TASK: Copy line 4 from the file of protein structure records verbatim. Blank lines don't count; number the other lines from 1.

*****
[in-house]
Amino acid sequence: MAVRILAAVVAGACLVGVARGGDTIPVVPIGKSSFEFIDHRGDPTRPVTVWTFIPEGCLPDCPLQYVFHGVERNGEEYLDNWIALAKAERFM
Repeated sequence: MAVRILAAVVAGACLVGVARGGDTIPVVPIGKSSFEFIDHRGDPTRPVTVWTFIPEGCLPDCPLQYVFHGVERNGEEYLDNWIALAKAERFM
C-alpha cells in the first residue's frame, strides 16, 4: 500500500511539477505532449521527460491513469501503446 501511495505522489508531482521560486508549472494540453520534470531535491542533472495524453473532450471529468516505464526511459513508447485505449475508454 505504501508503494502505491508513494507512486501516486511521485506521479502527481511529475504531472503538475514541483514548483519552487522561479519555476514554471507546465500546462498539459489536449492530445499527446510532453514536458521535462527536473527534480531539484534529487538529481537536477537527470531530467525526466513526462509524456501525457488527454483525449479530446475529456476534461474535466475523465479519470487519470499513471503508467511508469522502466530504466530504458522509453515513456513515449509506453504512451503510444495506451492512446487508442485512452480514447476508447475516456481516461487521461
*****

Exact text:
C-alpha cells in the first residue's frame, strides 16, 4: 500500500511539477505532449521527460491513469501503446 501511495505522489508531482521560486508549472494540453520534470531535491542533472495524453473532450471529468516505464526511459513508447485505449475508454 505504501508503494502505491508513494507512486501516486511521485506521479502527481511529475504531472503538475514541483514548483519552487522561479519555476514554471507546465500546462498539459489536449492530445499527446510532453514536458521535462527536473527534480531539484534529487538529481537536477537527470531530467525526466513526462509524456501525457488527454483525449479530446475529456476534461474535466475523465479519470487519470499513471503508467511508469522502466530504466530504458522509453515513456513515449509506453504512451503510444495506451492512446487508442485512452480514447476508447475516456481516461487521461